The Progression Toward True Freedom
BY RABBI REUVEN TARAGIN
Pillars of faith
In contrast to Sukkot, which commemorates a forty-year period of living in sukkot, Pesach and Shavuot commemorate events that occurred at particular moments in time. The two events that these two chagim commemorate – Yetziat Mitzrayim and Matan Torah – are the historical pillars of Jewish faith. In Mitzrayim, Hashem revealed His strength and providence, while at Sinai, He spoke to us directly in an awesome revelation. In Sefer Devarim, Moshe cites both events as the basis for our belief in Hashem as the only G-d (Devarim 4:32–39).
The Torah commands grandparents to share the significance of these events with their grandchildren (Shemot 10:2, Devarim 4:9–10), for these seminal events are more than just history. We, and all generations, are meant to see ourselves as having experienced each of them personally. On Seder night, we are commanded to feel like we ourselves are being redeemed from Mitzrayim. Similarly, the Zohar teaches that all Jewish souls were present at Matan Torah (Part 2, 83b). The strength of our faith hinges on our ability to personally connect to each of these events.
Linking Pesach to Shavuot
Pesach and Shavuot are also linked through the mitzvah of sefirat ha’omer. The Sefer HaChinuch explains that the reason we count the omer is to help us realize that Yetziat Mitzrayim was just the beginning of the process meant to be completed by Matan Torah.
Yetziat Mitzrayim was the beginning of our national relationship with Hashem in which He distinguished us from our surroundings and redeemed us from servitude to them. At Matan Torah, Hashem eternalized our relationship with Him by teaching us how to serve Him. When we left Mitzrayim, we knew only what we were leaving behind. Matan Torah gave us our identity as a holy nation.
As opposed to the word chofshi, which the Torah uses to refer to a slave’s emancipation (Shemot 21:2–5, Devarim 15:12–18), Chazal use the word cherut to describe Jewish freedom, a word connoting something loftier than mere emancipation.
People associate freedom with lack of commitment and responsibility, the freedom to do whatever we want to do. Linking Pesach to Shavuot teaches us that true freedom is a two-step process: first we must free ourselves from subjugation to society’s values and our baser instincts and then we must commit ourselves to living a holy life. Avodat Hashem is true freedom because it enables us to live the way we are meant to (Akeidat Yitzchak, Devarim 26:1).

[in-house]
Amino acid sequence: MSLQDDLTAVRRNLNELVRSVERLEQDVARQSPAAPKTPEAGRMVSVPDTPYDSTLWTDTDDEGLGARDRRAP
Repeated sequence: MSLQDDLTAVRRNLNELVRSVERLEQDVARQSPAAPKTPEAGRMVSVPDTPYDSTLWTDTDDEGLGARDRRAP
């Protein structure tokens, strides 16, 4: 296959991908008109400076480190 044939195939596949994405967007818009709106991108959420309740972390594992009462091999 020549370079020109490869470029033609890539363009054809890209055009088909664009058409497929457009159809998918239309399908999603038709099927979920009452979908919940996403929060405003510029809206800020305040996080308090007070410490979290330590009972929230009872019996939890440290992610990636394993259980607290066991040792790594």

In his famous State of the Union Address about the four basic freedoms humanity deserves, Franklin D. Roosevelt defined freedom as freedom from others. Cherut, however, is true freedom: the freedom to live our lives properly. That is what philosopher John Locke meant when he contrasted liberty, the freedom to do what we ought, with license, the freedom to do what we want.
Cherut as Torah learning
Freedom depends not only on Torah observance, but also on Torah learning. “Involvement” in Torah is an important freedom facilitator because Torah learning helps us transcend our mundane world and connect to Hashem’s mode of thinking.
Chazal expressed this idea through their famous dictum that only one involved in Torah study is a “ben chorin” (Avot 6:2). Involvement in Torah is not merely one form of freedom; it is the only form! Though those involved in other pursuits may feel free, in actuality they are not.
This message is especially relevant in our times. The Industrial Revolution and technological advances shortened the amount of time needed to complete the tasks necessary to sustain life, while electricity, by lighting up the night, has extended the amount of time we can use effectively. Together, these advancements have given us unprecedented amounts of free time.
How do we spend the additional time we now have available? Sadly, most people waste much of this time on various forms of entertainment. Most people spend their free time involved in activities that do not enrich themselves or impact their surroundings in any meaningful way. As Jews, we are fortunate to know how we should spend our time: in Torah study! While mitzvot and good deeds depend on the situation we are in, Torah is always available for us to learn.
As we enter Shavuot, may we remember the true meaning of freedom and strengthen our commitment to both Torah observance and Torah learning. Chag Sameach!
Rabbi Reuven Taragin is Educational Director of Mizrachi and Dean of the Yeshivat Hakotel Overseas Program.